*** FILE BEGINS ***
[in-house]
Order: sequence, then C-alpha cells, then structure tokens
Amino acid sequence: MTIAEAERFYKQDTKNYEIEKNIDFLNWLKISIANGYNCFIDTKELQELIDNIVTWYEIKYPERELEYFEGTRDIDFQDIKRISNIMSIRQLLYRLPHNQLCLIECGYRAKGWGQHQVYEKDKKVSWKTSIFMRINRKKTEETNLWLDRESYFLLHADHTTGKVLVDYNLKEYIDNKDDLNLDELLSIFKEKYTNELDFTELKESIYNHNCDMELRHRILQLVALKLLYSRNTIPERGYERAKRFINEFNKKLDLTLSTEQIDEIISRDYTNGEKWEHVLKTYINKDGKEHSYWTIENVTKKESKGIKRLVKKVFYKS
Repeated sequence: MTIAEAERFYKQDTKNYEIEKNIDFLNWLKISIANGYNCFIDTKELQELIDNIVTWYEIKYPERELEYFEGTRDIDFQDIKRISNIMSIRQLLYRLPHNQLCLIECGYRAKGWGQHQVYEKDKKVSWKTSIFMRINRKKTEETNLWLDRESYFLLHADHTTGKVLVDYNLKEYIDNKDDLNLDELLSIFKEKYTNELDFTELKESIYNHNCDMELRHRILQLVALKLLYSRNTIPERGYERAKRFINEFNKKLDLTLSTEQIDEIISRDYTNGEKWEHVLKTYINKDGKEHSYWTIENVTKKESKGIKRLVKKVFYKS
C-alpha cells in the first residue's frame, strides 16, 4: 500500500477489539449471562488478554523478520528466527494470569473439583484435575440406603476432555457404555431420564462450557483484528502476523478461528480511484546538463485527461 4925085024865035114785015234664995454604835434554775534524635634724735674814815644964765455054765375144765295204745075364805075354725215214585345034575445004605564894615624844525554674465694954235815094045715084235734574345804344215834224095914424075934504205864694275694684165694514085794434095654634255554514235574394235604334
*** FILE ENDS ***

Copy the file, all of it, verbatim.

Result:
[in-house]
Order: sequence, then C-alpha cells, then structure tokens
Amino acid sequence: MTIAEAERFYKQDTKNYEIEKNIDFLNWLKISIANGYNCFIDTKELQELIDNIVTWYEIKYPERELEYFEGTRDIDFQDIKRISNIMSIRQLLYRLPHNQLCLIECGYRAKGWGQHQVYEKDKKVSWKTSIFMRINRKKTEETNLWLDRESYFLLHADHTTGKVLVDYNLKEYIDNKDDLNLDELLSIFKEKYTNELDFTELKESIYNHNCDMELRHRILQLVALKLLYSRNTIPERGYERAKRFINEFNKKLDLTLSTEQIDEIISRDYTNGEKWEHVLKTYINKDGKEHSYWTIENVTKKESKGIKRLVKKVFYKS
Repeated sequence: MTIAEAERFYKQDTKNYEIEKNIDFLNWLKISIANGYNCFIDTKELQELIDNIVTWYEIKYPERELEYFEGTRDIDFQDIKRISNIMSIRQLLYRLPHNQLCLIECGYRAKGWGQHQVYEKDKKVSWKTSIFMRINRKKTEETNLWLDRESYFLLHADHTTGKVLVDYNLKEYIDNKDDLNLDELLSIFKEKYTNELDFTELKESIYNHNCDMELRHRILQLVALKLLYSRNTIPERGYERAKRFINEFNKKLDLTLSTEQIDEIISRDYTNGEKWEHVLKTYINKDGKEHSYWTIENVTKKESKGIKRLVKKVFYKS
C-alpha cells in the first residue's frame, strides 16, 4: 500500500477489539449471562488478554523478520528466527494470569473439583484435575440406603476432555457404555431420564462450557483484528502476523478461528480511484546538463485527461 4925085024865035114785015234664995454604835434554775534524635634724735674814815644964765455054765375144765295204745075364805075354725215214585345034575445004605564894615624844525554674465694954235815094045715084235734574345804344215834224095914424075934504205864694275694684165694514085794434095654634255554514235574394235604334